EXAMPLES

Example 1

[0050] This example illustrates the development and selection of hybridomas which produce monoclonal antibodies specific for thymidylate synthase.

[0051] Recombinant thymidylate synthase protein was a kind gift from Dr. D. Santi (University of California). Polyethylene glycol was purchased from J. T. Baker. Pristan was purchased from Aldrich Chemical Co. (Milwaukee, Wis., USA). Peroxidase labeled affinity purified goat antimouse immunoglobulins were purchased from (Kirkegaard and Perry Laboratories, Md., USA). [6-.sup.3H] 5 Fdump (18 ci/mmol) was purchased from Moravek Biochemicals (Brea, Calif., USA). .sup.14C-Methionine was purchased from NEN (Boston, Mass., USA). 96 well Immulon Plates were purchased from Dynatech (Chantilly, Va., USA). A.B.C. Immunoperoxidase kits were purchased from Vector Laboratories (Burlingame, Calif., USA). All other chemicals were obtained from Sigma or NIH supply.

[0052] 1.1 Immunization Fusion and Cloning

[0053] Five female balb/c mice (10 weeks old) were injected intraperitoneally with recombinant human thymidylate synthase (r TS) 10 .mu.g per mouse. The r TS peptide had been emulsified in Freund's complete adjuvant. The mice were subsequently boosted twice with r TS 10 .mu.g/mouse at 21 day intervals. A mouse with high reactivity (.gtoreq.1/100,000 by ELISA) was chosen and injected with r TS 10 .mu.g in 0.5 mL phosphate buffer saline (PBS) 4 days prior to fusion. Spleen cells (1.times.10.sup.8) from the immunized mouse were fused with 2.times.10.sup.7 P3.times.63 Ag 8 variant 653 myeloma cells by using 50% (v/v) polyethylene glycol 3350 (J. T. Baker Chemical Co.) as a fusing agent. The fusion procedure of Galfre and Milstein was used (Galfre et al., Nature 266:550 (1977)). The fused cells were plated onto 96 well plates and screened for monoclonal antibody production by ELISA starting on day 28 post fusion. The ELISA-positive hybridomas were cloned and recloned three times at 1, 10 and 50 cells per 96-well plates on feeder cells. The resultant stable colonies were expanded into 25 CM.sub.2 Falcon Flasks. In this fusion 412 hybridomas resulted from plating of fused cells into 768 wells (53%) ELISA positive clones were detected in 114/412 (27%) wells and 38 of these were positive by subsequent western blot assays. The ELISA positive hybridomas were cloned and recloned by limiting dilution techniques. Seven stable hybridomas were produced which secreted antibodies to thymidylate synthesis. These were identified as TS 102, TS 105, TS 106, TS 109, TS 110, TS 111A and TS 111B.

[0054] 1.2 Preparation and Purification of Ascitic Fluid

[0055] The mice were injected intraperitoneally with 0.5 mL of Pristan (Aldrich Chemical Co.) and 10-14 days later inoculated with 1.times.10.sup.6 hybridoma cells per mouse. The ascitic fluid was collected at 2-3 day intervals until the animal was sacrificed. The ascitic fluid was purified by precipitation with 40% ammonium sulphate and high pressure liquid chromatography (Liang, et al., Biochem. Biophys. Res. Commun. 128:171-178 (1985)). Isotypic analysis using immunodiffusion techniques indicated that 4 cell lines produced antibodies of the IgG class, and 1 cell line produced antibodies of the IgM class. The class and subclass of the monoclonal immunoglobulins produced were determined by Ouchterlony analysis with antisera specific for .mu. chains and for IgG and IgM subclasses (Ouchterlony, in HANDBOOK OF EXPERIMENTAL IMMUNOLOGY, Weir D. M. (ed.), Oxford and Edinburgh: Blackwell 1976, pp. 655-707). Antibodies TS 106, TS 109, TS 110 and TS 111A belonged to the IgG1 class, while antibody TS 111B belonged to the IgM class.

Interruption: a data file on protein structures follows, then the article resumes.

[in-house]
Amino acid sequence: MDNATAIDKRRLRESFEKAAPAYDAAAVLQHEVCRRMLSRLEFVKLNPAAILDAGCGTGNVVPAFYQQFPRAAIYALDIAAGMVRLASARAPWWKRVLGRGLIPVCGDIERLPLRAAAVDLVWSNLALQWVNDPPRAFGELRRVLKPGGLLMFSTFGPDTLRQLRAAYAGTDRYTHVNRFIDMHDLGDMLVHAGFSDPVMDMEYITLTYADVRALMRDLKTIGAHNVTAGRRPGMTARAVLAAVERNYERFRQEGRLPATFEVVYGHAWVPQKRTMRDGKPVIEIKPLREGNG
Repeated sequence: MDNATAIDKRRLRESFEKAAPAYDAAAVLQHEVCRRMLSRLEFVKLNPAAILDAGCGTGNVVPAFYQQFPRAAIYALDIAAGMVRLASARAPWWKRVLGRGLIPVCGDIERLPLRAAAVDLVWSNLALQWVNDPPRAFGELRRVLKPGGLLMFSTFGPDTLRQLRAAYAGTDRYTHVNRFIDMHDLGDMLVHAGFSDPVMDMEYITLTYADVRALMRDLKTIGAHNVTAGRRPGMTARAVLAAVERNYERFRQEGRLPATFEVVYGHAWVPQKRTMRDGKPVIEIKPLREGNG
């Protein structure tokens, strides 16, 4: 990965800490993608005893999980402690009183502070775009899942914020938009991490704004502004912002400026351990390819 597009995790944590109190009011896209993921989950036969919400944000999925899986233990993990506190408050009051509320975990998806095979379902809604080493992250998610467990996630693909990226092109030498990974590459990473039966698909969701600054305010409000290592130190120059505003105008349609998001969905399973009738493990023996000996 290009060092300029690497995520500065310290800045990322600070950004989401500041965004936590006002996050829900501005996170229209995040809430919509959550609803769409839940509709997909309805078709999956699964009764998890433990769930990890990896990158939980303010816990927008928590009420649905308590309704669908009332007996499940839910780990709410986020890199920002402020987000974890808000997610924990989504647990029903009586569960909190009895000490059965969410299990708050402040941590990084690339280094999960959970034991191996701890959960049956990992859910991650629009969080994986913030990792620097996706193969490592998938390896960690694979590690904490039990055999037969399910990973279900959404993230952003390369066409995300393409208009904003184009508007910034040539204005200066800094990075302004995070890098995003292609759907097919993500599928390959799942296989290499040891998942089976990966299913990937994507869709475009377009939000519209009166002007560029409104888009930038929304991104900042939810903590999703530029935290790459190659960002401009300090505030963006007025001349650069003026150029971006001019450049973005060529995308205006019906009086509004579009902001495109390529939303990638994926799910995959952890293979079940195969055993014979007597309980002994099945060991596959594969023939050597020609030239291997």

[0056] 1.3 Iodination of Recombinant Human TS Protein

[0057] .sup.125I-rhTS was prepared using the purified rhTS protein (EC 2.1.1.45). The soluble lactoperoxidase technique was used to label the rhTS with .sup.125I (FLPC for Monoclonal Antibody Purification (Pharmacia brochure)). The labeled protein was separated from unreacted Na .sup.125I by passing the iodination mixture through a SEPHADEX.RTM. G-25 column, equilibrated and eluted with a buffer containing 0.01 M PBS, pH 7.4, 0.15 M NaCl and 0.1% BSA.

[0058] 1.4 ELISA

[0059] An Immulon II 96-well plate was coated with 50 .mu.L of thymidylate synthase (1 .mu.g/mL) in coating buffer (0.015 M NaHCO.sub.3) overnight at 4.degree. C. The wells were then washed thoroughly with PBS/TWEEN.RTM. (1 N PBS, 0.1% Azide 0.05% TWEEN.RTM.) and incubated with 100 .mu.L of bovine serum albumen 5 mg/mL at room temperature for 1 hour. After washing three times with PBS/TWEEN.RTM., 50 .mu.L of hybridoma supernatant was added and incubated at room temperature for 2 hours. The unbound antibody was then washed off with three further washes of PBS/TWEEN.RTM. and 50 .mu.L of alkaline phosphatase conjugated antimouse antibodies were added for 4 hours. The wells were then washed three times in PBS/TWEEN.RTM. and 50 .mu.L of substrate solution containing (p-nitrophenyl phosphate (PNP) 40 mg in 20 mL of 100 mM NaHCO.sub.3 and 10 mg MgCl.sub.2, pH 8.0) was added to each well. The substrate gave a greenish yellow color and the optical density of the reaction was assessed at 405 nm in a microelisa autoreader (Dynatech). Determination of positive hybridomas cultures was based on signals >0.5 units above background.

Example 2

[0060] This example illustrates the correlation between disease-free survival and overall survival for node-positive and node-negative breast cancer patients having high and low thymidylate synthase levels.

[0061] 2.1 Trial Design